Spirit of Hot SpringsREAD ONLINE
‘Grandma’ finds purpose in reaching out to those in needOriginally Published March 24, 2013 at 12:00 a.m.
Updated March 22, 2013 at 12:40 p.m.
Lorraine Duce has spent nearly 32 years of her life carring for children and adults through her volunteer work with the Arkadelphia Human Development Center. Duce has worked with the center since 1981 and is believed to be Arkansas’ oldest foster grandparent and one of the state’s longest-serving volunteers.
Lorraine Duce of Amity is at heart a force — an apparently unstoppable juggernaut of compassion, care, love and humor who has been helping children and adults in need for almost 32 years.
Duce is thought to be the oldest foster grandparent in the state, as well as one of Arkansas’ longest-serving volunteers. She has worked with youngsters at the Arkadelphia Human Development Center since 1981, when she was only 64.
“She’s grandma to everybody here,” said Aaron Nelson, staff development specialist at the center. “She is always bringing in birthday cakes and banana bread and keeping everyone in snacks. But if we have a person here who is isolated, she will turn on her Grandma love and get them talking, and they will start getting to know people. She breaks through that shell of isolation.”
Nelson said foster grandparents are volunteers, 60 and older, who have child care experience and are then trained for working at the state-operated center for the mentally disabled.
While she helps others at the center, Duce credits her work there for saving her life because she was living with her own isolation and loneliness after losing her husband and her mother within a short period of time.
“I sat at home by myself, never going out, but two good friends worked out here and wanted me to come with them,” Duce said. “It was better than sitting at home doing nothing.”
After filling out an application, she was hired by Arkadelphia Human Development Center Director Estelle Ford on the spot, Duce said.
“They gave me a little boy, and I cared for him until he went to school in Con-way,” she said. “Then they gave me three girls.”
Duce said she was unsure of how many children have been in her charge in the years she has been at the center, but she has been working with one person since he was 9. The man is now in his 30s.
“He was just a child when I first saw him, and I am with him every day,” Duce said. “He is blind, and I help him work sealing envelopes that contain maps and travel information for the Arkansas Department of Parks and Tourism.”
Almost everyone who can work is
given a job at the center. Many stuff the
envelopes that are sent to people from around the world who have requested traveling information on Arkansas. Others make arts and crafts that are sold to raise funds for the center. Other jobs include operating a recycling center for paper and cardboard.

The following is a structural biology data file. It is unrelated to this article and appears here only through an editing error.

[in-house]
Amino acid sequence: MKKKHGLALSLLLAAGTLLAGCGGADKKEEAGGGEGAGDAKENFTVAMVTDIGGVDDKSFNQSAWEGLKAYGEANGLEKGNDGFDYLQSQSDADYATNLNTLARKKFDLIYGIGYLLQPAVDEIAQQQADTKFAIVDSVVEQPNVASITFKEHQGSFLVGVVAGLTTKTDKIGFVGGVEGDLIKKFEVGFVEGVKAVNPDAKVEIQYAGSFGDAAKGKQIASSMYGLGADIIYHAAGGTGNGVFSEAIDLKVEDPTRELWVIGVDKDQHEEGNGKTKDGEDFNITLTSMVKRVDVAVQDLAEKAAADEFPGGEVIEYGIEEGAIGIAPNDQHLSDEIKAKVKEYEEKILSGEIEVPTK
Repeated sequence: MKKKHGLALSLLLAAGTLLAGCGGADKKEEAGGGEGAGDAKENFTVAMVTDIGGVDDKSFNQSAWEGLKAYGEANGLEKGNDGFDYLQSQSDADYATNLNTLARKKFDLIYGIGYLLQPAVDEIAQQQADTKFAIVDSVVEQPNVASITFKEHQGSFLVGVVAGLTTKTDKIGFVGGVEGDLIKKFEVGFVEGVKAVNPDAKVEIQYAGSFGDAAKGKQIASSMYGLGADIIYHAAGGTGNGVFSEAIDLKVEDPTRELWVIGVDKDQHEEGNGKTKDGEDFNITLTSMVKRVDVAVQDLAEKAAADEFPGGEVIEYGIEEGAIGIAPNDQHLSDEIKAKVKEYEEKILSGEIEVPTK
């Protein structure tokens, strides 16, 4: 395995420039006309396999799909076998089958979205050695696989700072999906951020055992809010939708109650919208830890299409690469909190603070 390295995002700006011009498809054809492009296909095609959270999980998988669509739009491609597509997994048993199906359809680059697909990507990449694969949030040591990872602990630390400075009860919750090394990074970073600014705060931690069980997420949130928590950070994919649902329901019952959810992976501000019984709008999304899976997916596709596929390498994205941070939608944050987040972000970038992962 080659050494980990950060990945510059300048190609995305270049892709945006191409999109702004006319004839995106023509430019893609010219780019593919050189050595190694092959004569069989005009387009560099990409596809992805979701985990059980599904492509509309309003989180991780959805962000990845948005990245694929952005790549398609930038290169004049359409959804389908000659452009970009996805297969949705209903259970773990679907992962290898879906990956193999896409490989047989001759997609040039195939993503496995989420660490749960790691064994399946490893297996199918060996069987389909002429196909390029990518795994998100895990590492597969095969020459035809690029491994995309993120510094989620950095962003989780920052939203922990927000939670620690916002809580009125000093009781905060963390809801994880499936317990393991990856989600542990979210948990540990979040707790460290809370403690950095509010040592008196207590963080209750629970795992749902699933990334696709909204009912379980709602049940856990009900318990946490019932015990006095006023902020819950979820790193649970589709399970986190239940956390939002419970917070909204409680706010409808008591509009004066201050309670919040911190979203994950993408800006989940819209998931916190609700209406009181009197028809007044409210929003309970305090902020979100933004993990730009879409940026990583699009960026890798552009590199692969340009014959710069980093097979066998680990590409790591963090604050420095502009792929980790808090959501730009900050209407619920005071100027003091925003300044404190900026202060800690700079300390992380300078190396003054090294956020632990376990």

“I don’t want to stay home. I need someone to talk to and be with,” Duce said. “This gives me a reason to get up, get dressed and drive over here.”
Nelson said Duce has always been very dedicated to her work with the children.
“She broke her foot and had a cast on it and used a walker,” he said. “Then they found her knee was injured, and she had surgery. She never stopped coming in.”
“I like the people who live out here. It’s important to be with people who need your help,” Duce said. “There are sure plenty of people in the world that need help, so I’m doing what I can.”
Duce, 95, was born three days after America entered World War I. Her parents were from Arkansas, but she was born in Minnesota. Her parents had moved there to homestead timberland.
The family returned to Arkansas when she was about 12 years old. It was her first great adventure.
“My father drove an old Dodge car with a rumble seat,” Duce said. “There were nine children and two adults. I don’t know how we all fit in, but I thought it was great to ride in a car. Daddy had had an old truck.”
She went to high school in Plainview, then moved to Amity when she married Dean Slaughter when she was 21.
Along with raising her three children, Duce, then Mrs. Slaughter, worked as a seamstress for a jeans manufacturer in Arkadelphia.
“I sewed the side seem of the pants and restitched the pockets,” she said.
Duce retired from the jeans factory after doctors discovered she had a brain tumor.
“They removed it, but then my face had nerve damage from the surgery, and I could not move one side of my face,” she said. “They took some nerves from my tongue and fixed my face.”
Her husband, Dean, died in 1945 when he was only 44. She married Wilbur Duce in 1958.
After her second husband died, she moved to Indiana to stay with her mother during her last days. After her mother died, Duce returned to her house in Amity until her two friends persuaded her to come to the development center.
The great-grandmother said the
children she worked with, others who lived there and the staff became a second family for Duce.
Asked about retiring from the center, she said that would come only when she lays down.
“And I mean on my back with my feet pointed up, and they put me 6 feet under,” Duce said, laughing at the idea. “I’ll never retire.”
Staff writer Wayne Bryan can be reached at (501) 244-4460 or email@example.com.
Tri-Lakes Edition Writer Wayne Bryan can be reached at 501-244-4460 or firstname.lastname@example.org.